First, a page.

Measure your record release campaign using these key performance indicators
Here, we look at how you can use KPIs (Key Performance Indicators) to measure the success of your record release campaign, and adapt your strategy accordingly.
Guest post by Bobby Owsinski of Music 3.0
So you have a new recording and you want to drop it on the public. You have an idea of how to do that, right? Far too many artists just record their song and album then wonder what to do with it after it’s done. Assuming that you’re smarter than that, you’ve put together a strategy for how it will be rolled out to the public – a campaign. Your music is on the streaming services and YouTube and you’re talking it up on social, and maybe even lucky enough to get some airplay – but how do you know if it’s working or not? That’s where something called Key Performance Indicators (or KPIs) come into play.
In a great post, Amber Hornsburgh goes into the KPI metrics in detail, but I’ll give you a brief overview here. These are broken down into 4 categories. Some of them might apply to your campaign (like Marketing and Sales) while others (like Radio or Press) might not.
Marketing And Sales KPIs
Return on Investment. Dollar amount you needed to spend to yield a result, which can be a positive or negative value.
2) Playlist Reach
Total number of followers from each playlist a track appears on. Usually represented individually by each DSP.
3) Playlist Real Estate
Visibility of a track on DSPs as shown by the weekly change in number of playlists a track is added or removed from, playlist position.
4) Monthly listeners
Unique listeners of an artist in a 28 day period.
5) Profile Followers (DSP)
Unique followers of an artist’s profile.
Total sales earned from physical sales (CD, cassette, vinyl), digital downloads, streams, and monetized video views.
7) Territory Growth
Difference in consumption in a specific country, region or set of cities.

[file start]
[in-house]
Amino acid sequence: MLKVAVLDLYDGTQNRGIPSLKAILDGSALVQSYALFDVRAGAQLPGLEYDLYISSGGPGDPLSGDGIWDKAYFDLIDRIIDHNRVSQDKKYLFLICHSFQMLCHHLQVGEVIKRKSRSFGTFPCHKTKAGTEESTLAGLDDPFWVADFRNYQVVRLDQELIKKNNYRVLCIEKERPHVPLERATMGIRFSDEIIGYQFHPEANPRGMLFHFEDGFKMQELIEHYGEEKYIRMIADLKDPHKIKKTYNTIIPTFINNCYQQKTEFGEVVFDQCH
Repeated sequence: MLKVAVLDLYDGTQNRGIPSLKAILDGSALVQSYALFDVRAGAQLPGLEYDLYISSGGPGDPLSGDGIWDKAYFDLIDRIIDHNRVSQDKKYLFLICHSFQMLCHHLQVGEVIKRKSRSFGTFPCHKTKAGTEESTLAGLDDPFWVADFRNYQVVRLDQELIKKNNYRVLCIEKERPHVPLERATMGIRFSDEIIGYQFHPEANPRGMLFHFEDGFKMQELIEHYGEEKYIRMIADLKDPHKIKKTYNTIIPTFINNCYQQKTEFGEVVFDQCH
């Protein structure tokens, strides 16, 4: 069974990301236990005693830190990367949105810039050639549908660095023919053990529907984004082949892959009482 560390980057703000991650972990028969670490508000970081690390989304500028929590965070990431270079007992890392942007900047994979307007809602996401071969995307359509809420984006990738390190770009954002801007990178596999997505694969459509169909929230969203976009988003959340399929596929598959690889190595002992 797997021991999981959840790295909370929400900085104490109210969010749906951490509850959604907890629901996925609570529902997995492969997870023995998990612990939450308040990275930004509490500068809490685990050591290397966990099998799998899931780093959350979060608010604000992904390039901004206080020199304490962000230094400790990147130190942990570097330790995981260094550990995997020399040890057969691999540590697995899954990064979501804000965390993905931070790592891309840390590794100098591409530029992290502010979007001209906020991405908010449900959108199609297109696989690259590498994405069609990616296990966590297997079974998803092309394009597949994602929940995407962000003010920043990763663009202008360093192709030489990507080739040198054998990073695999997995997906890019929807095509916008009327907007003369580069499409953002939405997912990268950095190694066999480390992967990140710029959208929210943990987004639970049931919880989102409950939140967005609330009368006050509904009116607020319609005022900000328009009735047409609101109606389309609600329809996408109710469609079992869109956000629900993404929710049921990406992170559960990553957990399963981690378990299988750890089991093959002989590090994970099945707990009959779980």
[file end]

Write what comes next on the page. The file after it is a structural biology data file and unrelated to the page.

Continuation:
Total money made by an artist over a period of time.
9) Chart Performance
Ranking of the top played, streamed, watched or sold tracks and albums in a given period as reported by Nielsen SoundScan.
Digital And Social KPIs
10) Return on Digital Spend
Dollars generated from specific paid social and digital media buys vs. cost of creating the asset.
11) Cost per New Listener
The dollar value of a new listener as determined by the costs of creative assets, media spend and online publicity.
The total number of times an artist or record is mentioned across social media platforms, tracked weekly to determine the growth/decline.
13) Follower Growth
The difference in profile followers week on week across social media and DSPs.
14) Click Through Rate
Percentage of ad impressions from an individual asset or campaign that generated a click.
15) Video Completion Length
Average length of completion in time (minutes, seconds) of your video.
16) Efficient Reach
The ratio of paid to earned media.
17) Engagement Rate
Percentage of impressions that drove consumers to actually interact with your asset — usually applied to social media campaigns as a proxy for fan loyalty.
18) Potential Reach
Total viewership for publication, websites and blogs your coverage is featured.
19) Active Coverage
Coverage secured by the PR team.
20) Pitch Performance
The number of press releases and pitches you are sending out and how they are performing.
Tone of the articles mentioning your name, release or competitors.
Sum total of listeners to specific radio stations the track is played on.
Number of times an individual track is played on a specific radio station.
The whole idea is to check out these key performance indicators and see how they’re trending. Obviously we want them to trend up, but even if they go down the data can still be meaningful in that it tells us there’s something wrong that perhaps can be corrected. You might want to check out the original article for more details on each KPI.